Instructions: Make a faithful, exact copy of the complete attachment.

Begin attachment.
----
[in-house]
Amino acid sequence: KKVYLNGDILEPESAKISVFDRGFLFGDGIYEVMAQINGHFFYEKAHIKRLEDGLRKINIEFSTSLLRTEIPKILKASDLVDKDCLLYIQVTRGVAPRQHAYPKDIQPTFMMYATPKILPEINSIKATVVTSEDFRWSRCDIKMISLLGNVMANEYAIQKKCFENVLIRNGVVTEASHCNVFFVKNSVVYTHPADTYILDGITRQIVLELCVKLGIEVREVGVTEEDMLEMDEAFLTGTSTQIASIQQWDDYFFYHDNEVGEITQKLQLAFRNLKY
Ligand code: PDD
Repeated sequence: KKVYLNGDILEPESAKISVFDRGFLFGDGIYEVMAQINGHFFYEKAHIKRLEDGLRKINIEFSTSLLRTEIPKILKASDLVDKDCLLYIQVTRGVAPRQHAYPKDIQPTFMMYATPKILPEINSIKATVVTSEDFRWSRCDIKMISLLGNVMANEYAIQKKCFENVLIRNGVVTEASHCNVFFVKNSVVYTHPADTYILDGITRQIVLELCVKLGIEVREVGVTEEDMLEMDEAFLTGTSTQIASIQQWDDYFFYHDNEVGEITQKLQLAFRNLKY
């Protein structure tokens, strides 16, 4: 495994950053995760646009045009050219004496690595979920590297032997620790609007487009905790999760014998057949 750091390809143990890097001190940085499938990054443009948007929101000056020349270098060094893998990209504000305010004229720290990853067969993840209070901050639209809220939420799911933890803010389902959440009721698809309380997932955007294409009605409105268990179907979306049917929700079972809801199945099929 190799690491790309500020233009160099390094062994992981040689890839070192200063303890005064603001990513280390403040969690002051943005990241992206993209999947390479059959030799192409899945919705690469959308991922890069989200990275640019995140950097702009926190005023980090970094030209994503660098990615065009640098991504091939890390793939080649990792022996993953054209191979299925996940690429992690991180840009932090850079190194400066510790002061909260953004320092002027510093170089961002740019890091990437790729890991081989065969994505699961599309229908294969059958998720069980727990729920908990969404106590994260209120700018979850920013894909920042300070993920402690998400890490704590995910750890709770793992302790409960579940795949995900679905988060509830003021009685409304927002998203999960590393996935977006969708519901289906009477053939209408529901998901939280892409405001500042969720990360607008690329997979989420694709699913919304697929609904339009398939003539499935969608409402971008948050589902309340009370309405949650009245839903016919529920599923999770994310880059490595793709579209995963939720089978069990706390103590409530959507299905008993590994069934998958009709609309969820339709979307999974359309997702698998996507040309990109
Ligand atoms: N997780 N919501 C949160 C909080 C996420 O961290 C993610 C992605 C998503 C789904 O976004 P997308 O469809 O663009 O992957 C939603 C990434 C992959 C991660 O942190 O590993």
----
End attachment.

[in-house]
Amino acid sequence: KKVYLNGDILEPESAKISVFDRGFLFGDGIYEVMAQINGHFFYEKAHIKRLEDGLRKINIEFSTSLLRTEIPKILKASDLVDKDCLLYIQVTRGVAPRQHAYPKDIQPTFMMYATPKILPEINSIKATVVTSEDFRWSRCDIKMISLLGNVMANEYAIQKKCFENVLIRNGVVTEASHCNVFFVKNSVVYTHPADTYILDGITRQIVLELCVKLGIEVREVGVTEEDMLEMDEAFLTGTSTQIASIQQWDDYFFYHDNEVGEITQKLQLAFRNLKY
Ligand code: PDD
Repeated sequence: KKVYLNGDILEPESAKISVFDRGFLFGDGIYEVMAQINGHFFYEKAHIKRLEDGLRKINIEFSTSLLRTEIPKILKASDLVDKDCLLYIQVTRGVAPRQHAYPKDIQPTFMMYATPKILPEINSIKATVVTSEDFRWSRCDIKMISLLGNVMANEYAIQKKCFENVLIRNGVVTEASHCNVFFVKNSVVYTHPADTYILDGITRQIVLELCVKLGIEVREVGVTEEDMLEMDEAFLTGTSTQIASIQQWDDYFFYHDNEVGEITQKLQLAFRNLKY
């Protein structure tokens, strides 16, 4: 495994950053995760646009045009050219004496690595979920590297032997620790609007487009905790999760014998057949 750091390809143990890097001190940085499938990054443009948007929101000056020349270098060094893998990209504000305010004229720290990853067969993840209070901050639209809220939420799911933890803010389902959440009721698809309380997932955007294409009605409105268990179907979306049917929700079972809801199945099929 190799690491790309500020233009160099390094062994992981040689890839070192200063303890005064603001990513280390403040969690002051943005990241992206993209999947390479059959030799192409899945919705690469959308991922890069989200990275640019995140950097702009926190005023980090970094030209994503660098990615065009640098991504091939890390793939080649990792022996993953054209191979299925996940690429992690991180840009932090850079190194400066510790002061909260953004320092002027510093170089961002740019890091990437790729890991081989065969994505699961599309229908294969059958998720069980727990729920908990969404106590994260209120700018979850920013894909920042300070993920402690998400890490704590995910750890709770793992302790409960579940795949995900679905988060509830003021009685409304927002998203999960590393996935977006969708519901289906009477053939209408529901998901939280892409405001500042969720990360607008690329997979989420694709699913919304697929609904339009398939003539499935969608409402971008948050589902309340009370309405949650009245839903016919529920599923999770994310880059490595793709579209995963939720089978069990706390103590409530959507299905008993590994069934998958009709609309969820339709979307999974359309997702698998996507040309990109
Ligand atoms: N997780 N919501 C949160 C909080 C996420 O961290 C993610 C992605 C998503 C789904 O976004 P997308 O469809 O663009 O992957 C939603 C990434 C992959 C991660 O942190 O590993």